In a situation like this it takes some time for an order to propagate through the chain of command and be delivered to the appropriate controllers. Nixon didn't fully appreciate the chaotic situation his command would create. During that time lag AF-1 was charging into the airport at 140 MPH. When the command to conduct normal movements actually activated AF-1 was about 100 yards from the threshold of the active runway still doing about 140 MPH. In that instant everything that was parked was released to move. Holding in position, waiting to cross the active runway, was an Eastern Airlines flight. Controller Farnum pointed at the ground controller and yelled "CROSS EASTERN!". My first thought was what the hell is that idiot doing? AF-1 is about two seconds from touching down and aimed right at the Eastern flight. As I leaned to look out the window, I saw debris blow out behind the Eastern flight. The pilot had firewalled the throttle levers to try to cross in time as ordered by controller Farnum. I could imagine the pilot in AF-1 grabbing the throttle levers and silently reciting the Lord’s Prayer, hoping the Eastern flight would clear the runway in time. If he didn’t, we were all going see the very first (and only) "go around" of AF-1 in aviation history.
It was close. The Eastern jet blast threw debris all over the place, and AF-1 went by the back of the Eastern flight just clearing the wing tip of the president’s airplane. Controller Farnum, who was usually wrapped up in his self-perceived importance, never saw the situation. He was busy creating more chaos across the airport telling others to move. To this day, he never knew it happened (unless he reads this). As far as I know, only five of us were aware of the incident. I saw it. There was an Eastern Airlines captain firewalling the throttle on his passenger airliner and his co-pilot probably looking out at the huge looming AF-1 going “OH S**T!” There was a captain in AF-1 grabbing a handful of throttle controls thinking “WHOOOA NELLIE! This is going to be close!” and his co-pilot probably thinking that the president will be really pissed about this. He was probably wondering what driving a snow plow in Dead Horse, Alaska, was going to be like as he pondered the end of his flying career in the Air Force. When it was all over, it was as if nothing happened and is being told here for the first time.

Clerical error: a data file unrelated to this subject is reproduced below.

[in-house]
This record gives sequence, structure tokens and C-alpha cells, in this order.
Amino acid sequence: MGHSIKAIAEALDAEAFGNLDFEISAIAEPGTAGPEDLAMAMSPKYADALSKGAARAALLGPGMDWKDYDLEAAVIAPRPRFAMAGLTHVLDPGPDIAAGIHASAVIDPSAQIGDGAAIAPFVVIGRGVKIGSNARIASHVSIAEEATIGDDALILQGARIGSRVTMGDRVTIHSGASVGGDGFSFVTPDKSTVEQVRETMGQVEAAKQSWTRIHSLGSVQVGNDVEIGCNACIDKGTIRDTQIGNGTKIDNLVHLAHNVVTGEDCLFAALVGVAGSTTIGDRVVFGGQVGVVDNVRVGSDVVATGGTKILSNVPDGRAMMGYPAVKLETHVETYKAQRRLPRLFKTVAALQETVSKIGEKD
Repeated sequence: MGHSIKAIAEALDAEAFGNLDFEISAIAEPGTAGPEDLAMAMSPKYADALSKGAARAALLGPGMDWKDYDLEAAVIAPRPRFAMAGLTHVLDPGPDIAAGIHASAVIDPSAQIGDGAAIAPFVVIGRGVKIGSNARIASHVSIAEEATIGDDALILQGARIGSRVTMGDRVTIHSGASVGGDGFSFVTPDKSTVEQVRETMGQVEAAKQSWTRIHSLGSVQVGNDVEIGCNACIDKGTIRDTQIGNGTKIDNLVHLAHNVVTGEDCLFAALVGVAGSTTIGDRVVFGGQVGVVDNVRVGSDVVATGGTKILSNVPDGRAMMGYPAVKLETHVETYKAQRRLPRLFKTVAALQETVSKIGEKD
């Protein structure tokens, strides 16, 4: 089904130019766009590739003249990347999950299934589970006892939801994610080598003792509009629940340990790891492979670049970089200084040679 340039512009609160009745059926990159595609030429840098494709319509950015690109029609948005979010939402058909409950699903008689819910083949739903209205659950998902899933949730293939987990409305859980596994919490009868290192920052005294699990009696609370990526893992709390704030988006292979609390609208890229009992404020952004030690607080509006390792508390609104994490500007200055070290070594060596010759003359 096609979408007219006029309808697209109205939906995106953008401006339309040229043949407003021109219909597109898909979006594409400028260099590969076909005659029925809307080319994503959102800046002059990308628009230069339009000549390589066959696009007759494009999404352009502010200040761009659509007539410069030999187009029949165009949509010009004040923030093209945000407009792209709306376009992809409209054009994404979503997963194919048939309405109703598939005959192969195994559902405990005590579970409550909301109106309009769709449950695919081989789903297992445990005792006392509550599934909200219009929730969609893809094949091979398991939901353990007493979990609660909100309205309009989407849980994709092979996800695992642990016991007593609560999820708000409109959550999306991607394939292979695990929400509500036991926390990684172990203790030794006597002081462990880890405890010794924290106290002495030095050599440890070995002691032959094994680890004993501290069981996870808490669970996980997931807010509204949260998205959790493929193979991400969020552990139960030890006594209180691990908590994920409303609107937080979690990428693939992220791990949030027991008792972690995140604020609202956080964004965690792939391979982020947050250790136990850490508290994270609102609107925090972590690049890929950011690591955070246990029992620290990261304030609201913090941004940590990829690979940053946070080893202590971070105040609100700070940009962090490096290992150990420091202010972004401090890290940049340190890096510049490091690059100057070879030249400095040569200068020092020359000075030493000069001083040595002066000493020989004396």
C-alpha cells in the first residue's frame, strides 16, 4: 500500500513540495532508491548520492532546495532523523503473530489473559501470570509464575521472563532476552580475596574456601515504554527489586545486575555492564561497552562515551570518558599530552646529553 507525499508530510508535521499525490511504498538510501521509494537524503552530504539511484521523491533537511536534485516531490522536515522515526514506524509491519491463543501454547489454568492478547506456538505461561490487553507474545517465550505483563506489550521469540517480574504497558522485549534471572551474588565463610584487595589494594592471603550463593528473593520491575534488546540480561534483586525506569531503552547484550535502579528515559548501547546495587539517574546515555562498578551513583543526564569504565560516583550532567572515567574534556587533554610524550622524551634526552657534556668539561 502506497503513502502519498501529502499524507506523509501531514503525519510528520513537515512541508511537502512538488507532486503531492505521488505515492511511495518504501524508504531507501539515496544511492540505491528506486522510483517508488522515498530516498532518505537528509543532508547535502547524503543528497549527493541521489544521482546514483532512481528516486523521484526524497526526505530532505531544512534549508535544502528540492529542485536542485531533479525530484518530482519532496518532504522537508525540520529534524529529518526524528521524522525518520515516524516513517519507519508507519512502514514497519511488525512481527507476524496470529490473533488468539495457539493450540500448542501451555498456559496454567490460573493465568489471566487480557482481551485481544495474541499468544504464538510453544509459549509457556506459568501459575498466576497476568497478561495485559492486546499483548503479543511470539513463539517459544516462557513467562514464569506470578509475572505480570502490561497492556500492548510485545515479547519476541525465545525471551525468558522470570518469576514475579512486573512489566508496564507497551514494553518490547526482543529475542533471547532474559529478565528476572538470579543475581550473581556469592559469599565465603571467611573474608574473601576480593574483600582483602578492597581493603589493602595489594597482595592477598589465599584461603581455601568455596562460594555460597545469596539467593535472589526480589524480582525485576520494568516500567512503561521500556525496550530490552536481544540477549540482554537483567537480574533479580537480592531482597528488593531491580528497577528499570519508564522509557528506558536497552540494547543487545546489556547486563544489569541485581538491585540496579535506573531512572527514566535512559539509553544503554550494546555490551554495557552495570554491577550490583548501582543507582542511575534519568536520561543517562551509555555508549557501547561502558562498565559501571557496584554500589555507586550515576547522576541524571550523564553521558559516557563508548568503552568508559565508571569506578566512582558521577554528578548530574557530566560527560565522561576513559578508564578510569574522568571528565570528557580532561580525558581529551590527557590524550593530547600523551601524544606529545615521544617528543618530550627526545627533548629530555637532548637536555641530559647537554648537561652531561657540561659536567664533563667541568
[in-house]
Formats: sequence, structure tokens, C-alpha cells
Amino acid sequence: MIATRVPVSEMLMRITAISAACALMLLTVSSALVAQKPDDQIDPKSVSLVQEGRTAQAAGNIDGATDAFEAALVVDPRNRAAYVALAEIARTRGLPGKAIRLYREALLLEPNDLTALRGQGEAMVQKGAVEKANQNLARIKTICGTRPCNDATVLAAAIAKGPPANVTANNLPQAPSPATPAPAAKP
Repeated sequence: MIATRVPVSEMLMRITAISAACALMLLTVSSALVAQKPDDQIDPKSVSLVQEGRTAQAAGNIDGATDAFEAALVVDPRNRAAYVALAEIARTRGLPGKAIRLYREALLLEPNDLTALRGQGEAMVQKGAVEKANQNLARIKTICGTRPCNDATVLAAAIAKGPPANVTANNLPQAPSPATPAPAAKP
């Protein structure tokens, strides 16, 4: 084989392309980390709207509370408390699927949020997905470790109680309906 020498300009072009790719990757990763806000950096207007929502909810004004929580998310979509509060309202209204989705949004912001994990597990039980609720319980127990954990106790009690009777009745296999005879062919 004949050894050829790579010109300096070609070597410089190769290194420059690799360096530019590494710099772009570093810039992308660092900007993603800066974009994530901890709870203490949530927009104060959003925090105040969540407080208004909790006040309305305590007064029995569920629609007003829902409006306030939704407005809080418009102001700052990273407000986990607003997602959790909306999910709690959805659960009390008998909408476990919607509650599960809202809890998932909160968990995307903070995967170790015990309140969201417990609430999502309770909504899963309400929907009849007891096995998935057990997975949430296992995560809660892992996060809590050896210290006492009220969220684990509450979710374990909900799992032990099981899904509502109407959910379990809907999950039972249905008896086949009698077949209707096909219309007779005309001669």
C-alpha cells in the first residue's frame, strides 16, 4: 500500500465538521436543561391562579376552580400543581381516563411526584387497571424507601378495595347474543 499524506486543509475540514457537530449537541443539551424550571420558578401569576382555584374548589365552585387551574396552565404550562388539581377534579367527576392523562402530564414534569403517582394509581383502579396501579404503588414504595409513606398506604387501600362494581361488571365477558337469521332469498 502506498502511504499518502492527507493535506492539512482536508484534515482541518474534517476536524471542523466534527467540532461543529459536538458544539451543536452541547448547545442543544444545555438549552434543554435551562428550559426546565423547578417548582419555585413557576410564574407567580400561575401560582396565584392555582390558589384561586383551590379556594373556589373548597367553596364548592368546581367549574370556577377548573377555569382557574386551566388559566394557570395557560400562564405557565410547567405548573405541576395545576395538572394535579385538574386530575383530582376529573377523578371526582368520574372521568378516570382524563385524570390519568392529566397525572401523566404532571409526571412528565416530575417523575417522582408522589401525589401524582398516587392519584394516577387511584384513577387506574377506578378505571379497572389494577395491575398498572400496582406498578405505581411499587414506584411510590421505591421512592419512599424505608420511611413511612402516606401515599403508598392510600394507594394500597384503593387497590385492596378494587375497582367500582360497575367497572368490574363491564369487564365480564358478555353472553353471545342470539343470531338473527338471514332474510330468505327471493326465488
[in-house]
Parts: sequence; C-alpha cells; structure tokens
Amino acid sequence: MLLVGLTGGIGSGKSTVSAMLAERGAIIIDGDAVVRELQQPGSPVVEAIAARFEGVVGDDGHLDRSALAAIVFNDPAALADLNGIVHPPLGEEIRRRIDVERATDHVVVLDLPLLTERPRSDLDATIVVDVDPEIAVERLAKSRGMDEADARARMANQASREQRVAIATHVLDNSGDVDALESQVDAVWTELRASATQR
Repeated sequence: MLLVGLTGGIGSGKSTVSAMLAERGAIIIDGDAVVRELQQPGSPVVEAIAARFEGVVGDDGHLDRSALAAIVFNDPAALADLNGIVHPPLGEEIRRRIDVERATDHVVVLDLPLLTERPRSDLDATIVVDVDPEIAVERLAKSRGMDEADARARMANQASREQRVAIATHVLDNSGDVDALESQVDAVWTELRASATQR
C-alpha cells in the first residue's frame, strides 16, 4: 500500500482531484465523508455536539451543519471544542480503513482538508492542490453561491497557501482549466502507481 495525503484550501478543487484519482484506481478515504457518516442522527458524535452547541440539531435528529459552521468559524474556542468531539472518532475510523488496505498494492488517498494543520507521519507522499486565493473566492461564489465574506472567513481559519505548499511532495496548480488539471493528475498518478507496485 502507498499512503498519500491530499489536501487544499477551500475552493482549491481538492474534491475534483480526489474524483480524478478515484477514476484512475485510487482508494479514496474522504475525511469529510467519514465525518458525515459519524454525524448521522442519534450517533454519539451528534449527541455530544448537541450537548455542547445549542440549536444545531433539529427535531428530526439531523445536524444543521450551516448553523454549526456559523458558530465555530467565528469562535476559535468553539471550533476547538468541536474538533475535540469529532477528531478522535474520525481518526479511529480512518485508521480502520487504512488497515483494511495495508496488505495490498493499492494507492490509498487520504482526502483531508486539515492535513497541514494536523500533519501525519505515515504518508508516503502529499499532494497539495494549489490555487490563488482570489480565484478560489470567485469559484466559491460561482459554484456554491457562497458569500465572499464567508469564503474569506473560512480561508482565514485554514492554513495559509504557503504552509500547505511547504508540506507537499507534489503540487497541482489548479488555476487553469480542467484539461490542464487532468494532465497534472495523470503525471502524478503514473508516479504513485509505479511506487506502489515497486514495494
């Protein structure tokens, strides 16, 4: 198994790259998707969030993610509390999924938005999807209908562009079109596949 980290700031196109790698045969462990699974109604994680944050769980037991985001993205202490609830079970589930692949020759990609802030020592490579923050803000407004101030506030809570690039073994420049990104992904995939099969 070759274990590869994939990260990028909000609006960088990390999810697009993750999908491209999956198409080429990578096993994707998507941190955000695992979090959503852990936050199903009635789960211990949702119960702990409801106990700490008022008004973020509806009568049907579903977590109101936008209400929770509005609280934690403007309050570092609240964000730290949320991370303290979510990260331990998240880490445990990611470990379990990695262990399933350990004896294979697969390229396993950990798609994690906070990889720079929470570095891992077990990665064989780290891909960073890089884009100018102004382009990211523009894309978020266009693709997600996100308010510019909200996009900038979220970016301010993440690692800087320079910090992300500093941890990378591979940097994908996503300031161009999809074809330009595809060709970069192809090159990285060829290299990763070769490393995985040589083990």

The moral to the story is obvious: never let a passenger fly the airplane, even if he’s the President of the United States!